As the undisputed, "Godfather of Soul," Brown built a following that far outstripped film land's Corleones in inspiration, loyalty and influence. To Don Corleone's, "it's not personal, it's business.".... Brown's response might have been, " if it ain't personal, it ain't soul... and that is my business!" To recall his "personally" sweat producing beat and vocals on, "gonna' have a funky good time..." was to possess his calling card. It was in knowing that James, was always going to be "Black" and uniquely James, that places him in the pantheon of African Americans that include the likes of Malcolm X and Muhammad Ali.
Today, as the "personal" in Harlem juggles soaring real estate values with shifting cultural ones, Brown's, "Say it Loud, I'm BLACK and I'm PROUD" appears to be slipping more towards his later, "Livin' in America," penned for some numbered Rocky sequel. My hope is that his spirit, like one of his capes will envelop us, and that Harlem, like Brown from the Apollo stage, will rise up too... Leadin' America in a renewed urbanism that values a little bit of funk and a whole lot of soul! - The Harlem Eye / Harlem One Stop12.26.06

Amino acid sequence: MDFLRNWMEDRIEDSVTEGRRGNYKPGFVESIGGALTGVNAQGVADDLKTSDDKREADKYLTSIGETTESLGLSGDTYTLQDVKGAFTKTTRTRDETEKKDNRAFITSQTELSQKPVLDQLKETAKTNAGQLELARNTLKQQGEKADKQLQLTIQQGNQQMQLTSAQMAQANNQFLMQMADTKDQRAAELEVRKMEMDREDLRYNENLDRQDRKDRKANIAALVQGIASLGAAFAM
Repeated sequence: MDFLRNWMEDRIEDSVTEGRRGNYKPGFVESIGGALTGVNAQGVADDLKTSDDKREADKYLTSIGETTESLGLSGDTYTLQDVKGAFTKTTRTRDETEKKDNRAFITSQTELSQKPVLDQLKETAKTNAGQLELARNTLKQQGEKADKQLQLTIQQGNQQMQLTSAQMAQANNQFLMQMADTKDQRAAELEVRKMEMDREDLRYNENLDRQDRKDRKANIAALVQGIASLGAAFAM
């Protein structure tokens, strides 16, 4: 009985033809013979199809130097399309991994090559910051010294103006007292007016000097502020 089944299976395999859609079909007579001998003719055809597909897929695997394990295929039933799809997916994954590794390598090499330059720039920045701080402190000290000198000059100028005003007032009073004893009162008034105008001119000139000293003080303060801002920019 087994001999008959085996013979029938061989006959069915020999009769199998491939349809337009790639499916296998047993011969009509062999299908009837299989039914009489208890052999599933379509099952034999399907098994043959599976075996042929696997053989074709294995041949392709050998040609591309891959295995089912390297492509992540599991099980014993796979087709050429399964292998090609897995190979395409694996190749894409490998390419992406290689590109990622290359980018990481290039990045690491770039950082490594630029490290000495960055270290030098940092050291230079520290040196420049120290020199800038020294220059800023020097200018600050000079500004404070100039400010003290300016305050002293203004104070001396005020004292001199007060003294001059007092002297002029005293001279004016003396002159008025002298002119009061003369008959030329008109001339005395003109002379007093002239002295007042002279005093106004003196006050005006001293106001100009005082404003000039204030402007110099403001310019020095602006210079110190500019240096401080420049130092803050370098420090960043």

Stanley Kubrick as a young photographer circa 1949
Willing to Be Lucky is drawn from the Museum of the City of New York’s collection of photographs from LOOK, one of the 20th century’s most influential pictorial magazines. Featuring more than 100 images from the 1940s and ‘50s, the exhibition focuses on individuals--both celebrities and ordinary people--who, in pursuing their dreams, were just offbeat enough, with a little luck, to land them in the pages of LOOK.
This small, simple and focused exhibition is a gem!... offering that rare revelation on an institution, it's collection and curatorial resourcefulness.
In one stroke, The Museum of the City of NY provides a window on a cultural time period in NYC (1940's-50's), an innovation in publishing, LOOK Magazine and the opportunities they provided one Bronx high school graduate, Stanley Kubrick to explore his craft, and find his art. Kubrick's photos of showgirls, and the boxer, Rocky Marciano render in black and white, ritualized beauty and brute strength, temptation and violence.... reflecting not only New York itself, but through lens and subject matter details that Kubrick would continue to focus on in motion pictures. - The Harlem Eye/Harlem One Stop 9.5.06